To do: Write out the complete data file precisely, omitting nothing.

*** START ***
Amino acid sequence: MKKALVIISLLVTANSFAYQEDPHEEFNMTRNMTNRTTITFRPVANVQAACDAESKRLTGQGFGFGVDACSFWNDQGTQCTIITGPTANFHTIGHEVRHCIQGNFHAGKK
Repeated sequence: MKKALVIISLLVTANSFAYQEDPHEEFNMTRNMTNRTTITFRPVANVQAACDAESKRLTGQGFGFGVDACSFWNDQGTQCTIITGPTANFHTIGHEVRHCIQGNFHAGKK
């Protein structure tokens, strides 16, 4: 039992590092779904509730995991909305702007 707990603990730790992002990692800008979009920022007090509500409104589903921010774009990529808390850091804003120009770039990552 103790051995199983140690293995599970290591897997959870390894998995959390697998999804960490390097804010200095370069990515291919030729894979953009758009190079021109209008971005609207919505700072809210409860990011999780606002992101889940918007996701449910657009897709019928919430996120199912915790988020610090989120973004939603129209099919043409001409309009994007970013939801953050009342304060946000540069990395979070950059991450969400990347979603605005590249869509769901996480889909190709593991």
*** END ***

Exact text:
Amino acid sequence: MKKALVIISLLVTANSFAYQEDPHEEFNMTRNMTNRTTITFRPVANVQAACDAESKRLTGQGFGFGVDACSFWNDQGTQCTIITGPTANFHTIGHEVRHCIQGNFHAGKK
Repeated sequence: MKKALVIISLLVTANSFAYQEDPHEEFNMTRNMTNRTTITFRPVANVQAACDAESKRLTGQGFGFGVDACSFWNDQGTQCTIITGPTANFHTIGHEVRHCIQGNFHAGKK
């Protein structure tokens, strides 16, 4: 039992590092779904509730995991909305702007 707990603990730790992002990692800008979009920022007090509500409104589903921010774009990529808390850091804003120009770039990552 103790051995199983140690293995599970290591897997959870390894998995959390697998999804960490390097804010200095370069990515291919030729894979953009758009190079021109209008971005609207919505700072809210409860990011999780606002992101889940918007996701449910657009897709019928919430996120199912915790988020610090989120973004939603129209099919043409001409309009994007970013939801953050009342304060946000540069990395979070950059991450969400990347979603605005590249869509769901996480889909190709593991």